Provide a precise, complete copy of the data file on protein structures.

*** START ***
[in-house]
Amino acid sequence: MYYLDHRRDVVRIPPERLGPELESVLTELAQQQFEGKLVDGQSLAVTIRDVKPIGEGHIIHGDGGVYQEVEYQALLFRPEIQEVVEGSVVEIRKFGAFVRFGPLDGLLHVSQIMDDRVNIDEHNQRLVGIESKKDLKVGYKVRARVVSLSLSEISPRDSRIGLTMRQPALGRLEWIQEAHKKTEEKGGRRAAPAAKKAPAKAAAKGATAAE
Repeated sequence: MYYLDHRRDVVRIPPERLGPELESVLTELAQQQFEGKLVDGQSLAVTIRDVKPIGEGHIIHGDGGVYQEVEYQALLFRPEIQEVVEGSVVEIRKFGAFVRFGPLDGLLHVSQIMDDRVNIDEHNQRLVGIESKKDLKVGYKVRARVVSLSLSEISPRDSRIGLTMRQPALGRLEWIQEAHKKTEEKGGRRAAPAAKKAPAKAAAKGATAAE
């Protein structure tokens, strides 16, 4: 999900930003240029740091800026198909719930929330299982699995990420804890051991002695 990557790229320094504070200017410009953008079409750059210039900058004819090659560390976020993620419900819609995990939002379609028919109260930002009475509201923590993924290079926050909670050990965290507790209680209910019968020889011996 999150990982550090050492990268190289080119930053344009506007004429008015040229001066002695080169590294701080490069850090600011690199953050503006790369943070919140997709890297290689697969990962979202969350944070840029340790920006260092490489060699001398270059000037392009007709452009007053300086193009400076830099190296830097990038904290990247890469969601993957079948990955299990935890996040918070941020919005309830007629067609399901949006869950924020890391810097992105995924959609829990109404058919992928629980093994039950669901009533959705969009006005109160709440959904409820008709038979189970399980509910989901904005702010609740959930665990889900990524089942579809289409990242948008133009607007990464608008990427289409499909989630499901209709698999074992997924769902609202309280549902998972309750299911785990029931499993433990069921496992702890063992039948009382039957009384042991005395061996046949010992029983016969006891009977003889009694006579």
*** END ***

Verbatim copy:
[in-house]
Amino acid sequence: MYYLDHRRDVVRIPPERLGPELESVLTELAQQQFEGKLVDGQSLAVTIRDVKPIGEGHIIHGDGGVYQEVEYQALLFRPEIQEVVEGSVVEIRKFGAFVRFGPLDGLLHVSQIMDDRVNIDEHNQRLVGIESKKDLKVGYKVRARVVSLSLSEISPRDSRIGLTMRQPALGRLEWIQEAHKKTEEKGGRRAAPAAKKAPAKAAAKGATAAE
Repeated sequence: MYYLDHRRDVVRIPPERLGPELESVLTELAQQQFEGKLVDGQSLAVTIRDVKPIGEGHIIHGDGGVYQEVEYQALLFRPEIQEVVEGSVVEIRKFGAFVRFGPLDGLLHVSQIMDDRVNIDEHNQRLVGIESKKDLKVGYKVRARVVSLSLSEISPRDSRIGLTMRQPALGRLEWIQEAHKKTEEKGGRRAAPAAKKAPAKAAAKGATAAE
């Protein structure tokens, strides 16, 4: 999900930003240029740091800026198909719930929330299982699995990420804890051991002695 990557790229320094504070200017410009953008079409750059210039900058004819090659560390976020993620419900819609995990939002379609028919109260930002009475509201923590993924290079926050909670050990965290507790209680209910019968020889011996 999150990982550090050492990268190289080119930053344009506007004429008015040229001066002695080169590294701080490069850090600011690199953050503006790369943070919140997709890297290689697969990962979202969350944070840029340790920006260092490489060699001398270059000037392009007709452009007053300086193009400076830099190296830097990038904290990247890469969601993957079948990955299990935890996040918070941020919005309830007629067609399901949006869950924020890391810097992105995924959609829990109404058919992928629980093994039950669901009533959705969009006005109160709440959904409820008709038979189970399980509910989901904005702010609740959930665990889900990524089942579809289409990242948008133009607007990464608008990427289409499909989630499901209709698999074992997924769902609202309280549902998972309750299911785990029931499993433990069921496992702890063992039948009382039957009384042991005395061996046949010992029983016969006891009977003889009694006579």